When you first brought your baby home, there was probably no question of them not sleeping in your room. Keeping their bassinet close in those first months can be a huge help for both bonding and safety. Not to mention that it can make late-night feeds much easier.
At around six months, though, you should think about putting them in their own room. As can be seen from resources like https://www.nhs.uk, there are various health benefits to this move including better sleep and reduced risk of obesity. On top of which, getting your bedroom back can help you and your partner reconnect.
The trouble is that, if they’ve always done it, sleeping in with you will be all your baby knows. As such, making this transition is about more than just leaving your little one out in the cold. If you want to get this right, then, it’s first worth asking the following questions.
Are you ready to let go?
It isn’t just your youngster who has gotten used to sleeping near you. You’re also used to being able to check your baby by just rolling over. Don’t underestimate how hard it can be to take a step back. You may panic that your child is hurt or otherwise in distress when they aren’t right there with you. You may also struggle to take this first step towards your little one’s independence. And, if you aren’t ready, you may fuss too much or even go back on a change after it’s in place. That’s sure to cause increased distress. Make sure, then, that you’re ready to give them the space they need to feel the health benefits mentioned above.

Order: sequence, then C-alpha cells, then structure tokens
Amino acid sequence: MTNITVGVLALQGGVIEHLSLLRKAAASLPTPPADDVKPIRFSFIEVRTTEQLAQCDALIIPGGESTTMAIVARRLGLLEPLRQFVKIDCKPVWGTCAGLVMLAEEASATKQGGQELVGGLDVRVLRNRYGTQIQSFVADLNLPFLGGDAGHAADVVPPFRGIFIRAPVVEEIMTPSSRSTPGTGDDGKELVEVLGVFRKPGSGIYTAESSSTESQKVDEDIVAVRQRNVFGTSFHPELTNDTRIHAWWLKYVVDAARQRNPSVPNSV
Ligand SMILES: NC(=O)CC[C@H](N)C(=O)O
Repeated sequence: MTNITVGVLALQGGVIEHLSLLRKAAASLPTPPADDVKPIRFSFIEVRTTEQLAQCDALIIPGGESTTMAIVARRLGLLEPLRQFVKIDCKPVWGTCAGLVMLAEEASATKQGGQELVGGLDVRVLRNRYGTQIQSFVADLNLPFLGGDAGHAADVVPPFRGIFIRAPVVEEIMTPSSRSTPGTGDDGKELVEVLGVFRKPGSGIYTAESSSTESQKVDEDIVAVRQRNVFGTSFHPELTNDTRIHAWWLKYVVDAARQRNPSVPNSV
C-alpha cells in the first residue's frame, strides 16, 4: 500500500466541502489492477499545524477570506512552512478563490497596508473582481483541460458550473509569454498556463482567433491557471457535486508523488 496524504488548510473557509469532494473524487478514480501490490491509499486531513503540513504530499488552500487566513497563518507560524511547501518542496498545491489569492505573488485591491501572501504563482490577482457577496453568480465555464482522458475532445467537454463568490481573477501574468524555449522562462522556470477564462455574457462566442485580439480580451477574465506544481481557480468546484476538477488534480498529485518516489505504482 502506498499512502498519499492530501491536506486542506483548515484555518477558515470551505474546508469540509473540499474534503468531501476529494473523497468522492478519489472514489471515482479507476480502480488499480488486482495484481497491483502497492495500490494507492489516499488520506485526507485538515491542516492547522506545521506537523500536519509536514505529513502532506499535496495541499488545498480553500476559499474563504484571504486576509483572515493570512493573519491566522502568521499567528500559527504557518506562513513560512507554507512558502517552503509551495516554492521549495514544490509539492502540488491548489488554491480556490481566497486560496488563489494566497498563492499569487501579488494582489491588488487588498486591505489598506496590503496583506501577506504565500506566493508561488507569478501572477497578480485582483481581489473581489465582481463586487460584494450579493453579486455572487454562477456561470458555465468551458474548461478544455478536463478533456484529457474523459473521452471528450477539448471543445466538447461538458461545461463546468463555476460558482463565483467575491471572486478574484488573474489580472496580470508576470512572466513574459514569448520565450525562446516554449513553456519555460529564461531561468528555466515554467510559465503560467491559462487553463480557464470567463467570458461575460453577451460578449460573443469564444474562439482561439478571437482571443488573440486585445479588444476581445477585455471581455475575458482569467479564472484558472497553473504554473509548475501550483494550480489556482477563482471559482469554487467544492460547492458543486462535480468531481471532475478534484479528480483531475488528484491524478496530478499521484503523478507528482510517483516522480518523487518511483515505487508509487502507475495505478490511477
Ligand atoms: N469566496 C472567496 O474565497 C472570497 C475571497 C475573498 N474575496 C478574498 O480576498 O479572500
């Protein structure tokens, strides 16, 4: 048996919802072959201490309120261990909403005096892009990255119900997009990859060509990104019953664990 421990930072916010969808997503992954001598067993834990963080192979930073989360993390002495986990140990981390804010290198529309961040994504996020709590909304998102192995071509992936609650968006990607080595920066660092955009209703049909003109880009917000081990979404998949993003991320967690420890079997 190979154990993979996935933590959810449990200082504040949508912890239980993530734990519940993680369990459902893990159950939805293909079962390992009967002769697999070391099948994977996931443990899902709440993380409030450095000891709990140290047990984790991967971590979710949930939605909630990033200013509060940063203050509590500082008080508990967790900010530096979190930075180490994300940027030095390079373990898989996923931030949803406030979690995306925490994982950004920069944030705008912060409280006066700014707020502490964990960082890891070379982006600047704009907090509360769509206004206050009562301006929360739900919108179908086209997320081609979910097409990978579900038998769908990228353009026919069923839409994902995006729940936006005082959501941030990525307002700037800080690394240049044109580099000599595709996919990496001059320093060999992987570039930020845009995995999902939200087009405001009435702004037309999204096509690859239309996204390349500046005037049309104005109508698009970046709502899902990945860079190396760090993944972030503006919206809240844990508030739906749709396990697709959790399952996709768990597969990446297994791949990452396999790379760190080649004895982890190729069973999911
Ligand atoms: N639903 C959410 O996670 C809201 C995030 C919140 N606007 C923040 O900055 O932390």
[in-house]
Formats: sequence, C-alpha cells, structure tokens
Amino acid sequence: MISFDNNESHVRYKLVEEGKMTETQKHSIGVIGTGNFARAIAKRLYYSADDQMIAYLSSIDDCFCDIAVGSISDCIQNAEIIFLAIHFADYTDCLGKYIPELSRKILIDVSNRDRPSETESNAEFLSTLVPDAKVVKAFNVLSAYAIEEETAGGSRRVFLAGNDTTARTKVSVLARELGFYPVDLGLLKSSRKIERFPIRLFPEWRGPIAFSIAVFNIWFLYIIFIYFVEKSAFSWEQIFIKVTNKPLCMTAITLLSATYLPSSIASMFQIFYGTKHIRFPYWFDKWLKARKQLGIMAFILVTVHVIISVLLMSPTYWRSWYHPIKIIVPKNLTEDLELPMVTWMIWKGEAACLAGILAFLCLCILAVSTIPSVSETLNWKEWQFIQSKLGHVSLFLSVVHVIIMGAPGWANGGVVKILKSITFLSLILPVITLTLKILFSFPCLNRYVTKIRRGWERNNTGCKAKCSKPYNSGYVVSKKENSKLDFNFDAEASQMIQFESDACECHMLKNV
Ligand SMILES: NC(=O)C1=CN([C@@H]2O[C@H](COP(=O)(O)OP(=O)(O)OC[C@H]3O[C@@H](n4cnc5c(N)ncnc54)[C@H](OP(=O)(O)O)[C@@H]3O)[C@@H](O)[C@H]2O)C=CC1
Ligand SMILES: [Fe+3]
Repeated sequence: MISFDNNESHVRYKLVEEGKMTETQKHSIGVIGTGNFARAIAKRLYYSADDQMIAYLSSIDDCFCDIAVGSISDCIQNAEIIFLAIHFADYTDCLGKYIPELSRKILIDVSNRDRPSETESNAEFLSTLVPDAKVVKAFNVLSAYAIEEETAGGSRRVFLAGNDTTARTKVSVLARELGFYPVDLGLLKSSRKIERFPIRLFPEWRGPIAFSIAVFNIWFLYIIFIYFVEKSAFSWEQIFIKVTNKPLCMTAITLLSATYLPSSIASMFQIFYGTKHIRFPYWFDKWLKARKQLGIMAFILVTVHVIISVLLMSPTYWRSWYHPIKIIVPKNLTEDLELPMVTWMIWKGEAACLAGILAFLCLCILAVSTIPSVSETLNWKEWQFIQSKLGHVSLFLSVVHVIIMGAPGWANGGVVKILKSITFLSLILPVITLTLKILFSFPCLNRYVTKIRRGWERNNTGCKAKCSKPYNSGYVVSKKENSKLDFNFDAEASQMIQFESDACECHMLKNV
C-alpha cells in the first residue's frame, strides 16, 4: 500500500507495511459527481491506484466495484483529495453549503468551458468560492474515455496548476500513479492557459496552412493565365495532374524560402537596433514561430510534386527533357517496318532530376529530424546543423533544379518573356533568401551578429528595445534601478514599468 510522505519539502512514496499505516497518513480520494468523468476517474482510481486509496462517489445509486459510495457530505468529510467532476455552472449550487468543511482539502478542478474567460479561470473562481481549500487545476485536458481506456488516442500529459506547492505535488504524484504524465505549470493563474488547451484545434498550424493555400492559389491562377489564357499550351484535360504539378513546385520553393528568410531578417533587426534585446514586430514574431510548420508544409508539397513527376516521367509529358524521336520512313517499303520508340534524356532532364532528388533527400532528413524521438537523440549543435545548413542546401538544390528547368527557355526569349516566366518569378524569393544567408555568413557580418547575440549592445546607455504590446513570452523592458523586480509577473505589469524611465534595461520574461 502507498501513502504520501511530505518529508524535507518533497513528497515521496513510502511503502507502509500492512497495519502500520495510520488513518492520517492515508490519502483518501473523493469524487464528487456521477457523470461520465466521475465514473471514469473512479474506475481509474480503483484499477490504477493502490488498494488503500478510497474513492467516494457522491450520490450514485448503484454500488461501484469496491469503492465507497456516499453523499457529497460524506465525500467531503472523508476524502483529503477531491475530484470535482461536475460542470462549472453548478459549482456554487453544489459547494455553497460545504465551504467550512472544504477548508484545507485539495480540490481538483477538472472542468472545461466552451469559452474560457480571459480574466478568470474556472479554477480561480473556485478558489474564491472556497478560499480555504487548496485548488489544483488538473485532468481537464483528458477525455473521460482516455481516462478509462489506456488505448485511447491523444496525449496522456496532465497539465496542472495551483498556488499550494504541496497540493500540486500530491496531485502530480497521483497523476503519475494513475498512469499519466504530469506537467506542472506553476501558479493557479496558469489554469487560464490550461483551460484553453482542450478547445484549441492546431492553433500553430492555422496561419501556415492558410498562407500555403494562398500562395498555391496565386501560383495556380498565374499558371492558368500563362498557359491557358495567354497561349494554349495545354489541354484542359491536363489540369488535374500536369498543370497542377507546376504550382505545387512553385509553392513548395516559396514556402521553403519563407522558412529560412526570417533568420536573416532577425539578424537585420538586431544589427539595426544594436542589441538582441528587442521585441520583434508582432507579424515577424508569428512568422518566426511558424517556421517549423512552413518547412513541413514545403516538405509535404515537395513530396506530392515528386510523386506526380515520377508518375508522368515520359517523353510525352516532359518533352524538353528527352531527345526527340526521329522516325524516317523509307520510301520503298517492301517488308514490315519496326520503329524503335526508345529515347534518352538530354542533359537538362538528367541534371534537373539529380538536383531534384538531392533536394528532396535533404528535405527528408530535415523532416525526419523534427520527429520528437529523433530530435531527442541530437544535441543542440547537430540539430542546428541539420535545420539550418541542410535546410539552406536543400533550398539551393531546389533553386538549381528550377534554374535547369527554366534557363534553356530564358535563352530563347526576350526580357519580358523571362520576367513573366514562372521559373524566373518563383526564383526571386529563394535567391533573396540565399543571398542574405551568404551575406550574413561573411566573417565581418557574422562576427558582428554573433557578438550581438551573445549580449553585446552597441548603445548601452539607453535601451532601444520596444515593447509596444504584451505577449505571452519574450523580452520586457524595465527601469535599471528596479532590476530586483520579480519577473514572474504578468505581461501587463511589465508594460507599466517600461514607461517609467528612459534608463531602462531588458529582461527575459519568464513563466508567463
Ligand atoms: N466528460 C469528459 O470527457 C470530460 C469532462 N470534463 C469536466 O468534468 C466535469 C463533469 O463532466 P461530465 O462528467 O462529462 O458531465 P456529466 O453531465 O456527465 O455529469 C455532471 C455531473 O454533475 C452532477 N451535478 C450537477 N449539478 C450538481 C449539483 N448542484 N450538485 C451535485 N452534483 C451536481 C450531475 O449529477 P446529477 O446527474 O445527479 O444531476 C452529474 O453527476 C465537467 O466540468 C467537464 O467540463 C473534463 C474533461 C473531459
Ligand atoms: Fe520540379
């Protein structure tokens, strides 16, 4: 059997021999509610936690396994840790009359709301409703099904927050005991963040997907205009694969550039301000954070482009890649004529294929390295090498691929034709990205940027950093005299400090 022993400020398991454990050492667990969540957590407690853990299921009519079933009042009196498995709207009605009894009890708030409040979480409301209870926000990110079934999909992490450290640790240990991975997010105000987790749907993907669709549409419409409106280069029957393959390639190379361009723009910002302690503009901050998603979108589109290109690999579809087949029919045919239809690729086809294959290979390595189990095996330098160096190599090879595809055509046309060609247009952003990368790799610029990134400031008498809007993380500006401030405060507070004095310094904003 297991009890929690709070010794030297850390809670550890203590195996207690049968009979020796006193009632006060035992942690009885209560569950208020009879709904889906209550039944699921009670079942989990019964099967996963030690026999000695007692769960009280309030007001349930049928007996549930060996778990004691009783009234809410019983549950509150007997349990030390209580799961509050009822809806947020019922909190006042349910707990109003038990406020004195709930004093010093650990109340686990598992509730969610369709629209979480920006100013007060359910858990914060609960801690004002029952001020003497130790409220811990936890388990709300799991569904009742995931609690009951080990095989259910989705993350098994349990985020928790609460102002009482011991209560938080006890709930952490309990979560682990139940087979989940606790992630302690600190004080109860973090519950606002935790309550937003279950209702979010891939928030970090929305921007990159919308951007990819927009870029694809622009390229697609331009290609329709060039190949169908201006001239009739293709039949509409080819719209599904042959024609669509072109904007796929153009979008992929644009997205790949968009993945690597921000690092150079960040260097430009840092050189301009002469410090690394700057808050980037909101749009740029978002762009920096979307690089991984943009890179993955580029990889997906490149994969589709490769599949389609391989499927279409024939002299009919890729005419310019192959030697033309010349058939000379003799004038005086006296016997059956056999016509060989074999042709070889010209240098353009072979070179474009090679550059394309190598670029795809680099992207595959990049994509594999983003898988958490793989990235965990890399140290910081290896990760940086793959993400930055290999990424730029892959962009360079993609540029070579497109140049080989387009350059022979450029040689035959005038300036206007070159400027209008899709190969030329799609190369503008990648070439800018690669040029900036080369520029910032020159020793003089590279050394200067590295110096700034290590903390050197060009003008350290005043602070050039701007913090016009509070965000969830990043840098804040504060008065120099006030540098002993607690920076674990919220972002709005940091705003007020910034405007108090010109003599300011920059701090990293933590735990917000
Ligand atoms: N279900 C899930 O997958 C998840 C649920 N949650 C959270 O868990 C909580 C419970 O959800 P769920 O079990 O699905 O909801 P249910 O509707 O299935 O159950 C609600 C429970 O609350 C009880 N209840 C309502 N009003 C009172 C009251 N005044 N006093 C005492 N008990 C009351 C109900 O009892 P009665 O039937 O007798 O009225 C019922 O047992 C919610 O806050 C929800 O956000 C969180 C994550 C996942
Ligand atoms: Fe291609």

Is your child familiar with the space?
No one likes sleeping in a room which is entirely unfamiliar, and a child is no different. If you suddenly shove them in a place they don’t know, there’s no way they’ll settle. One way to get around this would be to use the same bassinet for at least a while. Simple things, like the same toys or even nursery blankets like those found on for-your-little-one.co.uk can also help. Or, you might want to let your child adjust by taking naps here before you leave them all night. Either way; familiarity is key to a good night’s sleep.
Are you moving them at the right time?
Consider, too, whether this is the right time to move your child into their own bedroom. If they’re teething or otherwise unwell, such a significant change is never going to be welcome. Instead, make sure that you select a time when they’re happy, healthy, and in a position to cope with this shift. Then, you can bet that your chances of success will be much higher than they would be otherwise.
Asking these questions and others like them might not be easy, but it is vital. As hard as it is to make the transition, you’ll never look back once your baby is sleeping peacefully on their own.